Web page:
Even in Latin America, a region often thought to share the same democratic orientation and values of the U.S. and Europe, there are some striking differences among groups of countries regarding supporting norms and practices on human rights internationally, with some countries lining up more with autocratic countries of the Global South.
Politics and diplomacy provide the main themes for Latin Pulse this week. The program marks the anniversary of the diplomatic opening between Cuba and the United States with a special interview recorded in Havana. It also follows the complicated corruption scandal in Brazil that has now intersected with the political movement to impeach and unseat President Dilma Rousseff.
Venezuela’s Hugo Chavez and Brazil’s Luiz Inacio da Silva dreamed of a new world order. Their successors watched it fall to pieces.
El último episodio de relieve democrático tuvo lugar el pasado 2 de diciembre, cuando el Presidente de la Cámara de Diputados, Eduardo Cunha, anunció la apertura de un proceso de destitución parlamentaria contra Dilma Rousseff.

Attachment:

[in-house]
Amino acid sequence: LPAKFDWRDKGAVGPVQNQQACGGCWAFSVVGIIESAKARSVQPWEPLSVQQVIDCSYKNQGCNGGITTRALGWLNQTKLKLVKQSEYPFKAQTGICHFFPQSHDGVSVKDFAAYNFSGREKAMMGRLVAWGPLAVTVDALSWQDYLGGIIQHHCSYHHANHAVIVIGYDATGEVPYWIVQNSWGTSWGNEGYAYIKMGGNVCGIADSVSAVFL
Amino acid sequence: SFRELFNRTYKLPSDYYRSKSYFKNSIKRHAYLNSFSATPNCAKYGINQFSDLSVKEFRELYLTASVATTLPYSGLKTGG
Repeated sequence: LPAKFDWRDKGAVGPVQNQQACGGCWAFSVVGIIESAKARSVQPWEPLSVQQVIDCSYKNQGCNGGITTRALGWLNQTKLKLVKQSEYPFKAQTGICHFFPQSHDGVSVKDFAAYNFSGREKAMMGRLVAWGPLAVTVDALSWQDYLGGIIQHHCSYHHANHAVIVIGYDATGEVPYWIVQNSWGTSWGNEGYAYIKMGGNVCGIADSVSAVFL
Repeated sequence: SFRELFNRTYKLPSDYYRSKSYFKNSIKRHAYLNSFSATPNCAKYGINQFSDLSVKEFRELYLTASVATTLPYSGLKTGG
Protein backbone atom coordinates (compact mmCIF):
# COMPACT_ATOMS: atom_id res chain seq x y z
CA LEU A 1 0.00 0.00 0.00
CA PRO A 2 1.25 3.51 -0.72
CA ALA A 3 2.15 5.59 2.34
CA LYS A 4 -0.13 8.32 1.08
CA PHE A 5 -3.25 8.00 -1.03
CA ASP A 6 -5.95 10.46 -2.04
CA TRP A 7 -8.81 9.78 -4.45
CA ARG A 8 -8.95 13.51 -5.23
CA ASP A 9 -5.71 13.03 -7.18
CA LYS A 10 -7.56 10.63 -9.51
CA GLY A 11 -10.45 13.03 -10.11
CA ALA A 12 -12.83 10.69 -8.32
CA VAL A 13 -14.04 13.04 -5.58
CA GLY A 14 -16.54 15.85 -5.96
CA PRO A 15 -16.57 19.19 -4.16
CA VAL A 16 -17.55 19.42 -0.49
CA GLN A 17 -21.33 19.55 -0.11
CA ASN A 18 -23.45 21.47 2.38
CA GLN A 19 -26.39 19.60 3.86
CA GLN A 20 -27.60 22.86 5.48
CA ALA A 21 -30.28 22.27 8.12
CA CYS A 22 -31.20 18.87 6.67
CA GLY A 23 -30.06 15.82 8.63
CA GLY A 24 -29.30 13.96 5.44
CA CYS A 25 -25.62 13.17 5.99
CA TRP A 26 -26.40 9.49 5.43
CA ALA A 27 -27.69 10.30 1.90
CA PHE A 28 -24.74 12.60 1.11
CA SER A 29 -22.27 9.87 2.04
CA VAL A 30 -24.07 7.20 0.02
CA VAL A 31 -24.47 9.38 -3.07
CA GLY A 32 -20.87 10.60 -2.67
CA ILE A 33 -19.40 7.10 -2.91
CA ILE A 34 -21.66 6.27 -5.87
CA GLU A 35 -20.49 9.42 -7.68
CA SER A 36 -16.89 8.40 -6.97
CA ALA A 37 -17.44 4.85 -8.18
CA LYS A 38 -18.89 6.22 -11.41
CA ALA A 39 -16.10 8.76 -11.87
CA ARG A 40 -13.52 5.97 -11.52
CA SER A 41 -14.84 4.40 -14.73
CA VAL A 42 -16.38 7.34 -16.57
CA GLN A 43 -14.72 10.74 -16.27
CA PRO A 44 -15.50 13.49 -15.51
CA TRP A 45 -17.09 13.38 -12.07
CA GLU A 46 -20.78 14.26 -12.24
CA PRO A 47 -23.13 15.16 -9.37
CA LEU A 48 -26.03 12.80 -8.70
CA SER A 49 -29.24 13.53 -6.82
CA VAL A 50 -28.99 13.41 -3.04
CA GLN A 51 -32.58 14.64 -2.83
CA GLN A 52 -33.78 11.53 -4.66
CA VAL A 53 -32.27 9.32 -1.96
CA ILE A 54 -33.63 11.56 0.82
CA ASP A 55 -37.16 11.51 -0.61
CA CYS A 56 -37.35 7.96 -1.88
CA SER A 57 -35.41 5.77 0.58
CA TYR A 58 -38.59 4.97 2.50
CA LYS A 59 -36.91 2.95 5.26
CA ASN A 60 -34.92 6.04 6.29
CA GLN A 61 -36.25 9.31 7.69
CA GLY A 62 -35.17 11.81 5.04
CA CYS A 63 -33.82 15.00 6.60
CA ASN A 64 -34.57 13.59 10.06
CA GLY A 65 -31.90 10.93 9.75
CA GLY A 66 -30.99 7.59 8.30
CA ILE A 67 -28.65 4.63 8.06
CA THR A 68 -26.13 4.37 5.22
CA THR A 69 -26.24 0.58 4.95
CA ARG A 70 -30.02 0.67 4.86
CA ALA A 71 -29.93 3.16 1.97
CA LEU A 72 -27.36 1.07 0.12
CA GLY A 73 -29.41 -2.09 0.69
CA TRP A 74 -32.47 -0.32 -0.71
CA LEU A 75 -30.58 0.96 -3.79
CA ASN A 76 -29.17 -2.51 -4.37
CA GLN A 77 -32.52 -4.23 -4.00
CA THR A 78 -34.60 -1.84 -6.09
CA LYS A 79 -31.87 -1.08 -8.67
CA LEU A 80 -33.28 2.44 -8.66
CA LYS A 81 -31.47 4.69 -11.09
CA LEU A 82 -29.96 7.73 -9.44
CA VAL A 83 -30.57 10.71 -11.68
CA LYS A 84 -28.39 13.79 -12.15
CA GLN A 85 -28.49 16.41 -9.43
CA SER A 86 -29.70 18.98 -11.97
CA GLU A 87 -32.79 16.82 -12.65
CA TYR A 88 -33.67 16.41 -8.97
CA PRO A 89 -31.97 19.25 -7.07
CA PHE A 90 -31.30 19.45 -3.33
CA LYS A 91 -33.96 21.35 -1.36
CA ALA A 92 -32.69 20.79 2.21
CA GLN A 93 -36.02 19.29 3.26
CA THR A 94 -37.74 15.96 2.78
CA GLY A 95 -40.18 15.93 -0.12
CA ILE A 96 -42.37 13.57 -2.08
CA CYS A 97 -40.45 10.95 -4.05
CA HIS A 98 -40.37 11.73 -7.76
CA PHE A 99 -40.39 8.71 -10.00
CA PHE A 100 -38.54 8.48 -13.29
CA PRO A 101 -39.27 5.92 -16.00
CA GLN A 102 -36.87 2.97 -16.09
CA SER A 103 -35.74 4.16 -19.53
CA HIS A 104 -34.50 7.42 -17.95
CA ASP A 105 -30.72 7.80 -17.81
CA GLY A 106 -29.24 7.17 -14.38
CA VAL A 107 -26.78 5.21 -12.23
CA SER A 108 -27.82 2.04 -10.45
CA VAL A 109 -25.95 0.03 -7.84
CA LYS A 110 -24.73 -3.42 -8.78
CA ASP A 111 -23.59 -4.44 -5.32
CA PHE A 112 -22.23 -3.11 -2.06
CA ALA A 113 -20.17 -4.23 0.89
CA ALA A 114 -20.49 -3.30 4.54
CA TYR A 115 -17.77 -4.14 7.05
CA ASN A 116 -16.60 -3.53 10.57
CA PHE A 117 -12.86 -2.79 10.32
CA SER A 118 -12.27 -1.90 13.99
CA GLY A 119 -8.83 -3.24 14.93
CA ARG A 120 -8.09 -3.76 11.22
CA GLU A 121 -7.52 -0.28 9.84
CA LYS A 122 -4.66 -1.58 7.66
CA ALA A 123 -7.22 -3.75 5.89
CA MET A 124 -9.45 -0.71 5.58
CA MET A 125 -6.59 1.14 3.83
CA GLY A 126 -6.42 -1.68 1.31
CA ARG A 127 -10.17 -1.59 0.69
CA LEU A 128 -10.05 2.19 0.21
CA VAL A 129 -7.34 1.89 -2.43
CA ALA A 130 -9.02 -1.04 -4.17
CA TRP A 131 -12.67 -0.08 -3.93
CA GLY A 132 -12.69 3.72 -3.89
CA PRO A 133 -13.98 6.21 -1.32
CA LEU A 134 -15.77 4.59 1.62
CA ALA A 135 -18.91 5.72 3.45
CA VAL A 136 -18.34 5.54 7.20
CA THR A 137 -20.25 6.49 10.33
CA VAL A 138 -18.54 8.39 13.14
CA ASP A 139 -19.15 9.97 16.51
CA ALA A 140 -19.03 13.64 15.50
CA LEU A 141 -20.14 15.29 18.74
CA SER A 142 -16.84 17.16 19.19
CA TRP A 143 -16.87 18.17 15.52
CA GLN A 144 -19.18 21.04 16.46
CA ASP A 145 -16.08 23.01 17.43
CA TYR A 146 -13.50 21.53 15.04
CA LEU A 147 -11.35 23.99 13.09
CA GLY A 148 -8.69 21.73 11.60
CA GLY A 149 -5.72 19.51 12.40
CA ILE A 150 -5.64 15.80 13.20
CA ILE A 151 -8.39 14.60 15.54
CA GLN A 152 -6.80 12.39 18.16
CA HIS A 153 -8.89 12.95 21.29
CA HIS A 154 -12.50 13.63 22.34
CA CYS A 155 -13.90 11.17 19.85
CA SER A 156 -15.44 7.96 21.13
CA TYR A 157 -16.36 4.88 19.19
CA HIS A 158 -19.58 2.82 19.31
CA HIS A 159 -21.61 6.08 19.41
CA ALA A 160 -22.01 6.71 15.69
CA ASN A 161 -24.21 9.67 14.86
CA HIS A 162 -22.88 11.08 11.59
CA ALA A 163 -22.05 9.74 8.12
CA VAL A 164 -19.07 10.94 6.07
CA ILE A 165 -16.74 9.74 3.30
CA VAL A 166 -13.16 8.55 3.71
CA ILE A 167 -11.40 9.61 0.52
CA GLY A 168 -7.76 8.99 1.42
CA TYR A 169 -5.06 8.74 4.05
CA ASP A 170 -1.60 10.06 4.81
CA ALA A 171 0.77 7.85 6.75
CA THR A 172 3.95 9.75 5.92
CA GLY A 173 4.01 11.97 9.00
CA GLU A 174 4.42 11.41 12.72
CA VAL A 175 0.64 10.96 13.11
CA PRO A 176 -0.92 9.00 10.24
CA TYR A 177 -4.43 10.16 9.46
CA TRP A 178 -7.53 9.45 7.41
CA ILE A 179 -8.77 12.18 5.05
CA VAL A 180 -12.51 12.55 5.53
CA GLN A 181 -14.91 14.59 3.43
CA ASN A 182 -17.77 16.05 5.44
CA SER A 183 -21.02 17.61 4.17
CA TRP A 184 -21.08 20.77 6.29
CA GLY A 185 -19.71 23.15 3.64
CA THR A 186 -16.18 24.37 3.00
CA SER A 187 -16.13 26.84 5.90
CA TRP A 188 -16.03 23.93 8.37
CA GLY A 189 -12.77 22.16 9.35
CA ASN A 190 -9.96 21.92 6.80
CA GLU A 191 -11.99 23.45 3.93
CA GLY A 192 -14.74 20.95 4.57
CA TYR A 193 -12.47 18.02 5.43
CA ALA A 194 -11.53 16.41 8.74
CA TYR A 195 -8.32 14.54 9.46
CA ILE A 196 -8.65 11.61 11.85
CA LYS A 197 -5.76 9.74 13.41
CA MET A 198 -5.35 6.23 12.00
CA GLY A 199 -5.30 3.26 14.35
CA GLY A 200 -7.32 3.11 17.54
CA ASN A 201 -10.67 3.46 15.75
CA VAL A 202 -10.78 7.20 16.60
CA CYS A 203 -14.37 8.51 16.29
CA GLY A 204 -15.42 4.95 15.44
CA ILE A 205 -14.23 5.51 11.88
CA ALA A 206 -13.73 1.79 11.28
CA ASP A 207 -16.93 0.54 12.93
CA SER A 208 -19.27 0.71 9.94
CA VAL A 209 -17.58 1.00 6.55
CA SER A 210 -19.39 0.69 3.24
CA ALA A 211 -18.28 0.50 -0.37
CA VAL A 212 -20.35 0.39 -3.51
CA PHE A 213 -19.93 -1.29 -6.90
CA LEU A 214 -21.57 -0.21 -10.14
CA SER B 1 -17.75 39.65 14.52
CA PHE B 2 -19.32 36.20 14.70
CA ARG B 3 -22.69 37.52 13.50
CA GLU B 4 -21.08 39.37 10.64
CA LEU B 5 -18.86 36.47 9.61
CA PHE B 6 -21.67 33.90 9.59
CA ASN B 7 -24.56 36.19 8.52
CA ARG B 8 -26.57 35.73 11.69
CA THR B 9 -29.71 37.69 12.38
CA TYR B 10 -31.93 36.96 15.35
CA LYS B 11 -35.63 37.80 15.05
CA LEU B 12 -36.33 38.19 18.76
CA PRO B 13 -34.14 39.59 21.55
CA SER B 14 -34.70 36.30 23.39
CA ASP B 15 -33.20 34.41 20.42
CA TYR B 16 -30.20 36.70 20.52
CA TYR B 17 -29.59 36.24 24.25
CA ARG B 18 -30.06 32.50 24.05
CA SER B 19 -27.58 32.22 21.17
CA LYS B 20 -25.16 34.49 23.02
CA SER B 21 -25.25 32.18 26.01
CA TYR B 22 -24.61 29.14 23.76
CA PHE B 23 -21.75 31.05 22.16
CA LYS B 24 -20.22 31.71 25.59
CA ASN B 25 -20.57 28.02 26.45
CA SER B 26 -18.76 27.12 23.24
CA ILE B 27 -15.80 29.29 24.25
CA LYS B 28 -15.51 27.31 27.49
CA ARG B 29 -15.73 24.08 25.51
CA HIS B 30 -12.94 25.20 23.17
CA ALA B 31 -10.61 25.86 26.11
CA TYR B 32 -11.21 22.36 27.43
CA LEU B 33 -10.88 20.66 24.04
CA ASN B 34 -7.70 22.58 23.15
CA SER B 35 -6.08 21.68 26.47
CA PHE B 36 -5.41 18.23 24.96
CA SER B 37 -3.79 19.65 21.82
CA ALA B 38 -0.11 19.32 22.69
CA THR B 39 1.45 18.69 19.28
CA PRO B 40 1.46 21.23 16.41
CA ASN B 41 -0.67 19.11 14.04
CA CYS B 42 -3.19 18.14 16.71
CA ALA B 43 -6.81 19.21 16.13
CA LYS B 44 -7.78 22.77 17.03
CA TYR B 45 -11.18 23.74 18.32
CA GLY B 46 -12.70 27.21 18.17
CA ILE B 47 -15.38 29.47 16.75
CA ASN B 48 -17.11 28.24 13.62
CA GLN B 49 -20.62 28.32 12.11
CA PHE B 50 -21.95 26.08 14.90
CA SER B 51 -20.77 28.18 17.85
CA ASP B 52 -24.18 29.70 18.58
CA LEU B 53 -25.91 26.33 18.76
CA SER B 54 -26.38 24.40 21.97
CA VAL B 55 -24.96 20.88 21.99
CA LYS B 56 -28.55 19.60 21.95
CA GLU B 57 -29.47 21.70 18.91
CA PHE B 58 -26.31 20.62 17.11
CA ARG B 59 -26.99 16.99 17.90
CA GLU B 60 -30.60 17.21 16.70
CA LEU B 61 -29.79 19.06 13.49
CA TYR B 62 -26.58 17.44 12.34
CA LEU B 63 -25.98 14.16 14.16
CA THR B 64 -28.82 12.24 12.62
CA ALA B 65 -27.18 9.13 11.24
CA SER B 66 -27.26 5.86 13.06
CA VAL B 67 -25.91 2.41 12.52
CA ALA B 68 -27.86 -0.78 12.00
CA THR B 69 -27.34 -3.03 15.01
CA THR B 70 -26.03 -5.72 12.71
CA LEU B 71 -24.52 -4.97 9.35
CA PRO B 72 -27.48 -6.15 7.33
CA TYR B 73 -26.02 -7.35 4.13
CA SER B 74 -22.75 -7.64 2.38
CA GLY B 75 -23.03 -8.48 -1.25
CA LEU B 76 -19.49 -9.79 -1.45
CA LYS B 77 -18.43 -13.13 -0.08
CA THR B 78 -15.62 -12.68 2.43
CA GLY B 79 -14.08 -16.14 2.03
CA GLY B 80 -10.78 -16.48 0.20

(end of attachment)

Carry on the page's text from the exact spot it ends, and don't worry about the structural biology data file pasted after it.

When Presidents Obama and Rousseff gather next week in Washington, DC, one topic, unfortunately, is unlikely to get much attention: the roiling global rights crisis. But there is a common agenda on which both democratic leaders could establish a much-needed, progressive consensus, involving digital freedom and promoting dialogue and human and democratic rights in Cuba and Venezuela. Will they?
India is looking to adopt Latin America’s famous and popular conditional cash transfer (CCT) programs. But are they transferable to a country of 1.2 billion people, in which 363 million of them live below the poverty line, 260 million live in rural areas?
With only one university in the top 100, what does this say about the ability of Latin America to produce an educated workforce that can complete in today’s global economy?
Given Latin America’s woefully inadequate infrastructure, China’s plans to invest in roads and rails is a welcome opportunity. The question becomes, though, under what conditions for bidding and procurement and the protections for community land rights.
Too often, U.S. and international coverage of the region falls into manic poles when covering the political and economic fortunes of the region. In reality, the developments in Latin America—and U.S. responses to them—are both more granular and more nuanced than the way the region is portrayed, even in respectable media.